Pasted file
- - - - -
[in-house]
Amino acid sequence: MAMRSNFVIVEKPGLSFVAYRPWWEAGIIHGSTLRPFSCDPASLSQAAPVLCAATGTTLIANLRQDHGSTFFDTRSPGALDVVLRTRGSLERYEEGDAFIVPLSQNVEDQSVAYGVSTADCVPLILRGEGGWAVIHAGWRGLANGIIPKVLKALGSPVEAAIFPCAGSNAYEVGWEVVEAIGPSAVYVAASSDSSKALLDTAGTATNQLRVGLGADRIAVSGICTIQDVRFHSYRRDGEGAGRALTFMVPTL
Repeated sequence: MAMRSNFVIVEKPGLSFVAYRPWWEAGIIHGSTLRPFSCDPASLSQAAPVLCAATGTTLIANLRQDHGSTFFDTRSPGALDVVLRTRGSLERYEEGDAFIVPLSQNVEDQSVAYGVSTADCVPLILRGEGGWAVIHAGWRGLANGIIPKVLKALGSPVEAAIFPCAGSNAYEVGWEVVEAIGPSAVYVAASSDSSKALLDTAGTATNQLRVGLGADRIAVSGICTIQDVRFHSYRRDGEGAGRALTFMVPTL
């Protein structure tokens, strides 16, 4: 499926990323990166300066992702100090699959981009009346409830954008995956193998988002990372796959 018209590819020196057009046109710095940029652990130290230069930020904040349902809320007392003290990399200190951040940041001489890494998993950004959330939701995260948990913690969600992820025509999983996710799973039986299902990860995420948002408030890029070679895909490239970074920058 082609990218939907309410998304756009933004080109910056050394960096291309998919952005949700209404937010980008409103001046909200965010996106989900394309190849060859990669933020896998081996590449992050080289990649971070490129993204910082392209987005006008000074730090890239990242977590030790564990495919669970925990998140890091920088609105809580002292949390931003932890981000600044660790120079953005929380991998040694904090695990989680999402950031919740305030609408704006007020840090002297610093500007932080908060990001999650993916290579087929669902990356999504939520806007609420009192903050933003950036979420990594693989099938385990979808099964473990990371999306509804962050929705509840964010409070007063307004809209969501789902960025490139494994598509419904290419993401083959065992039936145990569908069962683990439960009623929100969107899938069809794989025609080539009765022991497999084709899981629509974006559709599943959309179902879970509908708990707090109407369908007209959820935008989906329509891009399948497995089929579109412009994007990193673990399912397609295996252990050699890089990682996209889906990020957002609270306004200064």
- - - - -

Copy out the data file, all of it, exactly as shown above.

[in-house]
Amino acid sequence: MAMRSNFVIVEKPGLSFVAYRPWWEAGIIHGSTLRPFSCDPASLSQAAPVLCAATGTTLIANLRQDHGSTFFDTRSPGALDVVLRTRGSLERYEEGDAFIVPLSQNVEDQSVAYGVSTADCVPLILRGEGGWAVIHAGWRGLANGIIPKVLKALGSPVEAAIFPCAGSNAYEVGWEVVEAIGPSAVYVAASSDSSKALLDTAGTATNQLRVGLGADRIAVSGICTIQDVRFHSYRRDGEGAGRALTFMVPTL
Repeated sequence: MAMRSNFVIVEKPGLSFVAYRPWWEAGIIHGSTLRPFSCDPASLSQAAPVLCAATGTTLIANLRQDHGSTFFDTRSPGALDVVLRTRGSLERYEEGDAFIVPLSQNVEDQSVAYGVSTADCVPLILRGEGGWAVIHAGWRGLANGIIPKVLKALGSPVEAAIFPCAGSNAYEVGWEVVEAIGPSAVYVAASSDSSKALLDTAGTATNQLRVGLGADRIAVSGICTIQDVRFHSYRRDGEGAGRALTFMVPTL
């Protein structure tokens, strides 16, 4: 499926990323990166300066992702100090699959981009009346409830954008995956193998988002990372796959 018209590819020196057009046109710095940029652990130290230069930020904040349902809320007392003290990399200190951040940041001489890494998993950004959330939701995260948990913690969600992820025509999983996710799973039986299902990860995420948002408030890029070679895909490239970074920058 082609990218939907309410998304756009933004080109910056050394960096291309998919952005949700209404937010980008409103001046909200965010996106989900394309190849060859990669933020896998081996590449992050080289990649971070490129993204910082392209987005006008000074730090890239990242977590030790564990495919669970925990998140890091920088609105809580002292949390931003932890981000600044660790120079953005929380991998040694904090695990989680999402950031919740305030609408704006007020840090002297610093500007932080908060990001999650993916290579087929669902990356999504939520806007609420009192903050933003950036979420990594693989099938385990979808099964473990990371999306509804962050929705509840964010409070007063307004809209969501789902960025490139494994598509419904290419993401083959065992039936145990569908069962683990439960009623929100969107899938069809794989025609080539009765022991497999084709899981629509974006559709599943959309179902879970509908708990707090109407369908007209959820935008989906329509891009399948497995089929579109412009994007990193673990399912397609295996252990050699890089990682996209889906990020957002609270306004200064």